Doctors' Notes: Gaining A Medical Competitive Advantage
There’s a part of the draft evaluation process that always reminds me of that classic scene from Jaws, the one where Quint and Hooper are swapping stories and showing off scars (“Okay, we’ll drink to our legs.”)
By the time football players have made it to the doorstep of an NFL career, they’ve all suffered their fair share of battlefield bumps and bruises. ACLs are as much a part of a prospect’s record as INTs.
Which is why every NFL team conducts a comprehensive medical evaluation of every player it is even considering bringing into the building. You have to remember, these guys are not just players to an NFL team; they’re investments, in an unforgiving economic environment. Coaches and GMs need to be comfortable that the shiny new quarterback or cornerback they’re driving off the lot isn’t damaged goods.
In the Playbook Edition of “Take Your Eye Off The Ball,” the book I had the pleasure of writing with Pat Kirwan, we included a chapter on the important role a team’s medical staff plays in the draft evaluation process. A medical eval is no different than a prospect’s 40 time at the combine or what a coach sees on game film. It’s a piece of a complex puzzle. What matters is that the doctors get their chance to weigh in, and they have to get it right just like the scouts and decision-makers all the way up the chain of command have to get it right based on their own set of criteria. The teams who utilize input from their doctors can gain a medical competitive advantage over teams whose information is either inaccurate or unheeded.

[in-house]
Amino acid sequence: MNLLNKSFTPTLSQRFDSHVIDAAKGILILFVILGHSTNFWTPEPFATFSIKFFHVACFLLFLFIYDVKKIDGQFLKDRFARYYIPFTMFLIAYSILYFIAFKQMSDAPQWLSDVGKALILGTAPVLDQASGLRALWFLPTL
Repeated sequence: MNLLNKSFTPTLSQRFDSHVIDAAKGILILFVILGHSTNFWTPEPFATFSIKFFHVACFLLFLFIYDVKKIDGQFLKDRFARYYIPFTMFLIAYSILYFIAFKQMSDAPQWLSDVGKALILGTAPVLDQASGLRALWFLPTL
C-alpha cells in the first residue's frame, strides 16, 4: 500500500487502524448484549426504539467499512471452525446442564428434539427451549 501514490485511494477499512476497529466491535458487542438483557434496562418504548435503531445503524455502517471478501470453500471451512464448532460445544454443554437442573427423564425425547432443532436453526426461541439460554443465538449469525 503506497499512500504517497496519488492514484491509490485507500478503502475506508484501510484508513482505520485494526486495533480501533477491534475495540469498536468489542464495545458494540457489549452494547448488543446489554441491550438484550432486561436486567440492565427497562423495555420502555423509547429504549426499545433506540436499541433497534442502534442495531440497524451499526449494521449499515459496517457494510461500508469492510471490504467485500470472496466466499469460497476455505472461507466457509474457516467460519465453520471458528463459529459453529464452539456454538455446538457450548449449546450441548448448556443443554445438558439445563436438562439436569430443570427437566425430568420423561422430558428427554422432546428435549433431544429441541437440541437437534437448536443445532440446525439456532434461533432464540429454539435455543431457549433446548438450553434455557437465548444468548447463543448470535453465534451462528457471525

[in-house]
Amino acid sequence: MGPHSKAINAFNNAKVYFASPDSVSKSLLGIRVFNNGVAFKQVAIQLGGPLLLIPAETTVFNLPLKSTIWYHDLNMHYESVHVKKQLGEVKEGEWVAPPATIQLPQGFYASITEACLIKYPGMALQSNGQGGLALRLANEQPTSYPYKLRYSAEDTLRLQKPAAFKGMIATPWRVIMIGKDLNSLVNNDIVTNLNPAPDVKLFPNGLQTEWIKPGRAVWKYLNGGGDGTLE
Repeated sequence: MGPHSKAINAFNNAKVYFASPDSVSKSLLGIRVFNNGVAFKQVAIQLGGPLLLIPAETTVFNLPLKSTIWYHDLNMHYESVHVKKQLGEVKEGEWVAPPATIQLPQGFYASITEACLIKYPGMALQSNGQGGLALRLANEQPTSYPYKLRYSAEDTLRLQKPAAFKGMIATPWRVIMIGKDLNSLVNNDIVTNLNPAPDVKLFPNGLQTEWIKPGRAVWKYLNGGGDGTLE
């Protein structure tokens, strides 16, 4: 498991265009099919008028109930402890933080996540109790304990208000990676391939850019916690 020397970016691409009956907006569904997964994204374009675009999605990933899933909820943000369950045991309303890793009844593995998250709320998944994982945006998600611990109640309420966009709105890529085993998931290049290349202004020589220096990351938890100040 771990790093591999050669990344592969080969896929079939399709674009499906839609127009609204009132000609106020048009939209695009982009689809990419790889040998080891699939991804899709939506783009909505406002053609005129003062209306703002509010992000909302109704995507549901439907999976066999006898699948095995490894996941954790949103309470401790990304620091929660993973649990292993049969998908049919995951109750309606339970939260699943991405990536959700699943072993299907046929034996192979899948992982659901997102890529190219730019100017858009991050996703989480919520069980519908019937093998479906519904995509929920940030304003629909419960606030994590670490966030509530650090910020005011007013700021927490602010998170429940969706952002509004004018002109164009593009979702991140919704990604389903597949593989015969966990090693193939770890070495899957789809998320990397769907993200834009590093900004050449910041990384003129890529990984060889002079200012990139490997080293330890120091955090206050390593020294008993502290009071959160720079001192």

In the book, Pat recalled one such example. A Jets doctor had examined a high-profile prospect prior to the 1981 draft, looking specifically at his supposedly balky knee. The medical staff red flagged the kid, recommending that the Jets not spend the third overall pick on him. Which they didn’t. That “medical reject” now gets introduced as “Hall of Famer, Ronnie Lott.”
Think that doesn’t happen all the time? That’s why Drew Brees isn’t wearing a Dolphins uniform (which is probably why Nick Saban is winning his titles in Tuscaloosa instead of Miami).
This year’s first round is littered with the usual rash of health-related question marks. Keenan Allen’s ankle. Matt Barkley’s shoulder. Tank Carradine’s knee. A couple of surgically repaired labrums (or is that labri?) belonging to Dion Jordan and Dee Milliner.
Coaches and GMs depend on their doctors to determine whether prospects should be cleared, so that they can make their decisions with clear consciences.
Look back to the influence the white coats wielded in the 2011 draft. Da'Quan Bowers was coming off a season where he'd led the nation with 15.5 sacks, but there were concerns that his surgically repaired knee might have some degenerative issues. It was enough to scare off teams for a round and a half; Bowers went to Tampa Bay with the 51st overall pick. His knee hasn't been a problem yet, though he did miss six games in 2012 recovering from an offseason Achilles' injury.
Then there was DeMarco Murray. He left Oklahoma with an abundance of school records, including career TDs and all-purpose yards. But he also had a record of prior injuries that read like multiple choices on an anatomy exam: knee, hamstring, ankle, shoulder. No single injury was enough to concern NFL doctors the way it had with Bowers. But they did have to consider whether he might be "injury prone" (not an official medical condition, mind you, but an unfortunate box to have checked on your NFL job application). The consensus, apparently, was that Murray was not worth an early pick, and he was on the board until Dallas took him with the 71st pick.